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Backcountry Rangers

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Re: Backcountry Rangers

Postby lambertiana » Thu Sep 23, 2010 8:58 pm

My first encounter was around 1995 in Mokelumne Wilderness, on the trail between Tanglewood and Mokelumne Peak (about five miles in from Tanglewood), only person I saw that day. Then I went ten years before seeing one on the Franklin Pass trail (considering how often I am around Mineral King, it may be unusual to have had only one meeting on the trail there). After that, in the last five years, I have met the ranger at Roaring River, George Durkee at Charlotte Lake, the Rae Lakes ranger coming over Glen Pass, a Sierra NF ranger on Piute Creek, the ranger at McClure, and the ranger at Bench Lake. There was another one I met on a North Lake to South Lake loop, but I don't recall exactly where. And, of course, a couple times on the Portal side of Mt Whitney on a few trips, that is patrolled heavily.



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Re: Backcountry Rangers

Postby sierramel » Fri Sep 24, 2010 1:17 pm

Wow.. How could I ever fail to remember Patt? The first time I ran into her in '96, she was working out of the cabin just west of Sally Keyes. After that, every time I was over that way she'd be wandering around between there, Rosemarie Marie Meadow and the Muir Trail Ranch. These days, as probably a lot of you know who get down to the MRT, she is the short, gray-haired, grandmotherly little person who checks people into the resupplies at the ranch.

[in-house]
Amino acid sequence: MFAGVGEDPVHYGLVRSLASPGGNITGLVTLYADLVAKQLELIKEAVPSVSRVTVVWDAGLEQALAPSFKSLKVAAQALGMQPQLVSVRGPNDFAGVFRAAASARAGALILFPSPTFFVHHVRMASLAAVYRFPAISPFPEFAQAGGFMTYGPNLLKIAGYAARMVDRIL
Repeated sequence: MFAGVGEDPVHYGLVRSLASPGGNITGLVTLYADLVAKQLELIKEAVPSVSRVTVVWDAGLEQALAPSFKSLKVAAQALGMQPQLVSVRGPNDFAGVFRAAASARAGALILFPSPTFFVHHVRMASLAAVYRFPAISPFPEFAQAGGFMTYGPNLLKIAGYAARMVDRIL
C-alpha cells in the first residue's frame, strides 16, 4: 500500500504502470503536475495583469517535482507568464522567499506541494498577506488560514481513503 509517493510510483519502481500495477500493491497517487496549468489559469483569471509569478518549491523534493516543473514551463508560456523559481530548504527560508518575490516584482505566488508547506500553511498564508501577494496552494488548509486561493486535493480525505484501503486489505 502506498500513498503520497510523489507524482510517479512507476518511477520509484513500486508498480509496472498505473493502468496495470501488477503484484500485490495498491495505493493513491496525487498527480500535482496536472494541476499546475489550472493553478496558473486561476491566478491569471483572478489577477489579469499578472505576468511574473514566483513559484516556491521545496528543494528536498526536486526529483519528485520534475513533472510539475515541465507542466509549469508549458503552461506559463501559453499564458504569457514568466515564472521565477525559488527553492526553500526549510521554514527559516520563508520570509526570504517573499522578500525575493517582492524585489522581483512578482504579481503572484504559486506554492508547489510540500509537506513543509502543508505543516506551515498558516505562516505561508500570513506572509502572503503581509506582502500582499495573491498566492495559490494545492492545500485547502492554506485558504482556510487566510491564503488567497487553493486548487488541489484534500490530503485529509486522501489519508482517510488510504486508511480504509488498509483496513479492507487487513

Hell, it seems nearly everyone I run into on the JMT knows who Patt is!
"Some places remain unknown because no one has ventured forth. Others remain so because no one has ever come back."
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Re: Backcountry Rangers

Postby BSquared » Sat Sep 25, 2010 7:42 am

sierramel wrote:Wow.. How could I ever fail to remember Patt? The first time I ran into her in '96, she was working out of the cabin just west of Sally Keyes. After that, every time I was over that way she'd be wandering around between there, Rosemarie Marie Meadow and the Muir Trail Ranch. These days, as probably a lot of you know who get down to the MRT, she is the short, gray-haired, grandmotherly little person who checks people into the resupplies at the ranch.
Hell, it seems nearly everyone I run into on the JMT knows who Patt is!
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Re: Backcountry Rangers

Postby ndwoods » Mon Sep 27, 2010 8:05 am

I don't run into them that often, but probably at least a doz times in the last 30-40 years....:)
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Re: Backcountry Rangers

Postby Jimr » Tue Sep 28, 2010 11:04 am

Only once. 1985, Ionian Basin. Randy Morgenson was hiking up into the basin on his day off trying to get away from the crowds below. My buddy had crushed his ankle trying to hurry over a talus field (idiot!) within an hour of ranger Randy's arrival. The next day was spent evacuating my crippled (idiot) friend.
In our thirst for freedom, we must be careful not to drink from the cup of bitterness and hatred

- Dr. Martin Luther King Jr.
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Re: Backcountry Rangers

Postby sierramel » Fri Oct 01, 2010 5:01 pm

Hey!
Patt does some lurking here. I just got an email from her and she thought the picture was sooo funny. She really liked it!
"Some places remain unknown because no one has ventured forth. Others remain so because no one has ever come back."